Bruna, Mario, Anita

June 24, 1968

Gonna buy me a long white robe
I’m gonna find me a smilin’ angel

This second image fragment is also from that long-ago. We’re at the Sault Ste Marie airport and I’m leaving for Toronto. My final destination is the Christian Brothers Novitiate in Narragansett, Rhode Island. Talk about a leap into the unknown.
My friends drove me to the airport; Bruna was ‘going with Rainer’; Anita was dating Ron. I’m holding my Slazenger tennis racket with its wooden press – OMG. In a weird twist of fate, it became my ticket into the upper echelon of the Brothers – OMG squared.

The way I feel is like a robinWhose babes have flown to come no moreLike a tall oak tree alone and cryin’When the birds have flown and the nest is bare


A Slazenger
Living in Northern Ontario, in that long-ago, life was about assimilation into the ‘English’ culture. The Slazenger racket was a symbol of having left behind my immigrant roots. Brandishing the talisman let slip from memory my very Italian name. And the long-ā, Canadian pronunciation, of my very Italian name, disguised its foreign origins.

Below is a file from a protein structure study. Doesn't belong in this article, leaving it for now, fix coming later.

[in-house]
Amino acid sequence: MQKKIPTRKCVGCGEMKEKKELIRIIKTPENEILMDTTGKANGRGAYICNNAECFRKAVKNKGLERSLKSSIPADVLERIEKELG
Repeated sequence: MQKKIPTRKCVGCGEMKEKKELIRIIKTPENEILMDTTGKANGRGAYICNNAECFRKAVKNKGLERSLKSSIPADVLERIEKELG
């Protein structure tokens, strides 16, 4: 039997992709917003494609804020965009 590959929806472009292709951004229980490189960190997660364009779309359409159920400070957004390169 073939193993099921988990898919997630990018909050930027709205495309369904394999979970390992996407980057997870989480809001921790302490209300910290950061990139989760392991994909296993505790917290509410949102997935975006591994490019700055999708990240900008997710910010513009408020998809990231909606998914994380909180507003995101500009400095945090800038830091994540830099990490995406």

We lived in a town with a French name, but looked down on our French-Canadian neighbors; we bought Slazenger equipment – it was the racket of Wimbledon; we had names like Bruna, Mario, Anita, but we weren’t Italian; I was going to a monastery, but we’re posed like a vacation picture.

In Sault Ste Marie, in the 1960s there were tennis courts at every municipal playground. My friends and I, played tennis as often as possible. Taking my racket with me, was the equivalent of today’s kid taking a basketball with him to college.
However, walking onto the ocean-front campus of the Christian Brothers Novitiate with a tennis racket sent a message; a message I was oblivious of. But that summer, I played tennis with all the mucky-mucks vacationing in the mansion and cottages on the property; I even played tennis with a New York Mafia don.

In May of 57, my family left Calabria for Canada. In June of 68, I left Sault Ste Marie for Rhode Island – never to live in Canada again.

The featured image for this post is the 1966 cover of Gordon Lightfoot’s first solo album. Imagine, I took it with me to a monastery. Also, the two quotes – Gonna buy me and The way I feel – are from songs on that album.